Reviewed by Ian Forbes
If you’ve been wondering where the stereotypical independent film has been lately, look no further than Nobody Walks. Written by indie darlings Lena Dunham and Ry Russo-Young (the latter also sitting in the director’s chair), it once again tackles the question of what happens to a seemingly happy family who each have their own societally taboo temptations when you stir them all up with the introduction of a young, attractive, and beguiling woman.
homewrecker new woman in their lives is Olivia Thirlby, who’s jetted into Los Angeles from New York to get help sound mixing a film project for her upcoming art gallery show (doesn’t this just scream hipster?). Thirlby continues to exhibit a combination of sweet, almost innocent youthfulness and the allure of a woman beyond her years. Added to that is an almost pathological need to flirt and feel like she has the romantic power anytime a man is in her vicinity. Here, her character is the catalyst for change and desire for all those who meet her; that new person in their lives that brings the idea that your life can be reinvigorated if you want it to – though whether pursuing that notion is a good idea is the crux of the conflicts that arise.
The fresh surprise is India Ennenga, whose most noticeable work to date is on the HBO series Treme. She’s forced to navigate the waters of growing up amidst a sea of adults all on the verge of self-destruction. Her role models are good at showing affection but terrible at being examples of how to act grown up (the bohemian lifestyle exhibited by her parents certainly don’t help there either). Rosemarie DeWitt, who plays her mom, comes closest to being the responsible one but with so many emotions swirling around, she inevitably succumbs on some level to temptation despite her ability to recognize the outcome of her decisions.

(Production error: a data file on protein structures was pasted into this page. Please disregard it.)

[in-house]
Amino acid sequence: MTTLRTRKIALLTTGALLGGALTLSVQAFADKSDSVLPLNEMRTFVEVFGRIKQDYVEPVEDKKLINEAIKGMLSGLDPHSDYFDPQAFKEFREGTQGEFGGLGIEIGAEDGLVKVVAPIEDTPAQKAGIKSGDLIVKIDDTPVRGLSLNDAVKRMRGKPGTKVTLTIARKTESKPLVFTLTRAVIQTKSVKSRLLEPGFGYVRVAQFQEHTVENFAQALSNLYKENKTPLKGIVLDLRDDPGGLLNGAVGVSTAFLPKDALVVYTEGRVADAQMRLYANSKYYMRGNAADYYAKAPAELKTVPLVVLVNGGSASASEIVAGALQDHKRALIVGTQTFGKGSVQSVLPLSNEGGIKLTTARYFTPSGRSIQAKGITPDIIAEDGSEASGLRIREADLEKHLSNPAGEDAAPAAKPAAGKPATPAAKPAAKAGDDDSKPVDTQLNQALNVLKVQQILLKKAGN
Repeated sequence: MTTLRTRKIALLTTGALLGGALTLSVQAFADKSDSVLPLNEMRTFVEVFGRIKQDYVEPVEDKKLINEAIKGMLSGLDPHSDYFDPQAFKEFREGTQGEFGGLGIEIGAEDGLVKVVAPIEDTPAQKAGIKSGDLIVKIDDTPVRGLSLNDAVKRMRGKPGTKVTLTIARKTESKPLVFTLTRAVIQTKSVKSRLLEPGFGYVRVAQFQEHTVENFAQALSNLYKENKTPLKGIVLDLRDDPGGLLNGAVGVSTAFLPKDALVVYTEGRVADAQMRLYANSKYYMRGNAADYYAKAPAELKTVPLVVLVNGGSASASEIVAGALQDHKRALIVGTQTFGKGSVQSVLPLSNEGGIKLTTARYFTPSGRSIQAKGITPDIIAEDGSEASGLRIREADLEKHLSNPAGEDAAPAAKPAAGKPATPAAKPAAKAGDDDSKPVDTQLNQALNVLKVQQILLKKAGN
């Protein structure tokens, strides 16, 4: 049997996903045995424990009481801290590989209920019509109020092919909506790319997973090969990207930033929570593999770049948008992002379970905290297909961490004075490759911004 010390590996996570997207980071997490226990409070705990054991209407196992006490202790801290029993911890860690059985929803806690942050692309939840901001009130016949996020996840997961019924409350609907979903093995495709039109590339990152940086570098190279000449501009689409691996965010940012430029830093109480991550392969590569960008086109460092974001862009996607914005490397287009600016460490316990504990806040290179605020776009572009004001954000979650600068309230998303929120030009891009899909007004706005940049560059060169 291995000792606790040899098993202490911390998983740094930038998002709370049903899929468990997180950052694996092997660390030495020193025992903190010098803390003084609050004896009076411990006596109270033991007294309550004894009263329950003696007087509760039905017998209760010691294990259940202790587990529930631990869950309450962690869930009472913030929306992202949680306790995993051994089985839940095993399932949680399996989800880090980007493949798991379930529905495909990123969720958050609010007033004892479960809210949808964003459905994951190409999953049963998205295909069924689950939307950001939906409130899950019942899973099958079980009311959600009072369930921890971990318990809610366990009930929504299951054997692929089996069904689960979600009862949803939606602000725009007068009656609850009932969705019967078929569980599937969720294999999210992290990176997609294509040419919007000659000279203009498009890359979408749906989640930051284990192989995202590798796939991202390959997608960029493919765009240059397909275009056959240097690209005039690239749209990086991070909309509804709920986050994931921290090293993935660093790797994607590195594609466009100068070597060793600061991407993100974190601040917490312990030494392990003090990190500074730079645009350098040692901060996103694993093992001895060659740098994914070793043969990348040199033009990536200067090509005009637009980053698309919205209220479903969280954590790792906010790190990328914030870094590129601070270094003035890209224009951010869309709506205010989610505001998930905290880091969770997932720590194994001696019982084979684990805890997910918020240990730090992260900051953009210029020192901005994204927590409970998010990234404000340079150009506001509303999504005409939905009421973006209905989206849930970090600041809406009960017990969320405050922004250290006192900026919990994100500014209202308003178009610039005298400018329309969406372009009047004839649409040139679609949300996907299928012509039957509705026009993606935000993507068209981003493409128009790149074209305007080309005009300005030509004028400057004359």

You could almost think of this as a modern day interpretation of a British romantic period piece, like something Jane Austen or Charlotte Brontë would have written if they were alive today. The difference here is that there’s no class struggle underpinning the angst and yearning, so it comes off feeling a bit like “first world problems” rather than tragic heartbreak.
On the plus side, there’s the music by Fall on Your Sword, who show that their excellent work on Another Earth wasn’t a fluke and this is one my favorite scores of 2012. Their mix of traditional and electronic scoring creates the right atmosphere for a movie like this and certainly help to remain engaged to the subject material, despite the ability to predict the outcome of everyone’s actions within the first half-hour.
The film suffers most of all from being a cliché. The issues aren’t approached from an angle anyone might consider novel, with the only clear difference being the new Hollywood sheen in which each character is glossed via their professions. The performances are pretty good for the most part, so between the actor’s efforts and the score, the title Nobody Walks shouldn’t become ironic to theater audiences intrigued by the premise or trailer; but whether I’d recommend anyone walk in to the theater in the first place is far more hit and miss.
Nobody Walks hits theaters on October 26, 2012 and is rated R for sexuality, language and some drug use.
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